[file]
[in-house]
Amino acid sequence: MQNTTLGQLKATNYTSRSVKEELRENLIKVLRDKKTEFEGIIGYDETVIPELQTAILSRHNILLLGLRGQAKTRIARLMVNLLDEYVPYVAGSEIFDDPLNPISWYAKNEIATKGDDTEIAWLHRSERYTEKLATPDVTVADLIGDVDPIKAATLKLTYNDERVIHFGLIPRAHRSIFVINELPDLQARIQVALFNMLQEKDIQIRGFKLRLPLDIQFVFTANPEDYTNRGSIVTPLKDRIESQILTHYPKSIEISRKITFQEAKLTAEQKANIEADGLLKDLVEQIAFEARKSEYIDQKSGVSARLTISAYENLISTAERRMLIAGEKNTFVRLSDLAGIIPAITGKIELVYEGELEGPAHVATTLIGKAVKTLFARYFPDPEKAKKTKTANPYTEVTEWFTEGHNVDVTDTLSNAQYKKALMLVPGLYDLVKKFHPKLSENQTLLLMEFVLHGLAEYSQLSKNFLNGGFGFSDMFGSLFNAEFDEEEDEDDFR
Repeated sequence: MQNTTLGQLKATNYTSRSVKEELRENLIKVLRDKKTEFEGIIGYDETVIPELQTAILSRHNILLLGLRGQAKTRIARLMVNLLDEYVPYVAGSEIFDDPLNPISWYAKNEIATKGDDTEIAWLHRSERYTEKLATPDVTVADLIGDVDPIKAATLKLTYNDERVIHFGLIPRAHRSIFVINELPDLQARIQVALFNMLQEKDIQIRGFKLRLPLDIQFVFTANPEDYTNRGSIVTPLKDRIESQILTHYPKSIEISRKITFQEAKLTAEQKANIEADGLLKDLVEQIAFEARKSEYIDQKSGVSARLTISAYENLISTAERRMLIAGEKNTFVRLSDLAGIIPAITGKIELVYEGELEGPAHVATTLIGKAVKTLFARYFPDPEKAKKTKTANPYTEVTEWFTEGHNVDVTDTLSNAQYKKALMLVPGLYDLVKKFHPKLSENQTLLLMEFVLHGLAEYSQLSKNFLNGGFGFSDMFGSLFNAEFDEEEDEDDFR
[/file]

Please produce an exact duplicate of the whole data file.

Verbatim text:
[in-house]
Amino acid sequence: MQNTTLGQLKATNYTSRSVKEELRENLIKVLRDKKTEFEGIIGYDETVIPELQTAILSRHNILLLGLRGQAKTRIARLMVNLLDEYVPYVAGSEIFDDPLNPISWYAKNEIATKGDDTEIAWLHRSERYTEKLATPDVTVADLIGDVDPIKAATLKLTYNDERVIHFGLIPRAHRSIFVINELPDLQARIQVALFNMLQEKDIQIRGFKLRLPLDIQFVFTANPEDYTNRGSIVTPLKDRIESQILTHYPKSIEISRKITFQEAKLTAEQKANIEADGLLKDLVEQIAFEARKSEYIDQKSGVSARLTISAYENLISTAERRMLIAGEKNTFVRLSDLAGIIPAITGKIELVYEGELEGPAHVATTLIGKAVKTLFARYFPDPEKAKKTKTANPYTEVTEWFTEGHNVDVTDTLSNAQYKKALMLVPGLYDLVKKFHPKLSENQTLLLMEFVLHGLAEYSQLSKNFLNGGFGFSDMFGSLFNAEFDEEEDEDDFR
Repeated sequence: MQNTTLGQLKATNYTSRSVKEELRENLIKVLRDKKTEFEGIIGYDETVIPELQTAILSRHNILLLGLRGQAKTRIARLMVNLLDEYVPYVAGSEIFDDPLNPISWYAKNEIATKGDDTEIAWLHRSERYTEKLATPDVTVADLIGDVDPIKAATLKLTYNDERVIHFGLIPRAHRSIFVINELPDLQARIQVALFNMLQEKDIQIRGFKLRLPLDIQFVFTANPEDYTNRGSIVTPLKDRIESQILTHYPKSIEISRKITFQEAKLTAEQKANIEADGLLKDLVEQIAFEARKSEYIDQKSGVSARLTISAYENLISTAERRMLIAGEKNTFVRLSDLAGIIPAITGKIELVYEGELEGPAHVATTLIGKAVKTLFARYFPDPEKAKKTKTANPYTEVTEWFTEGHNVDVTDTLSNAQYKKALMLVPGLYDLVKKFHPKLSENQTLLLMEFVLHGLAEYSQLSKNFLNGGFGFSDMFGSLFNAEFDEEEDEDDFR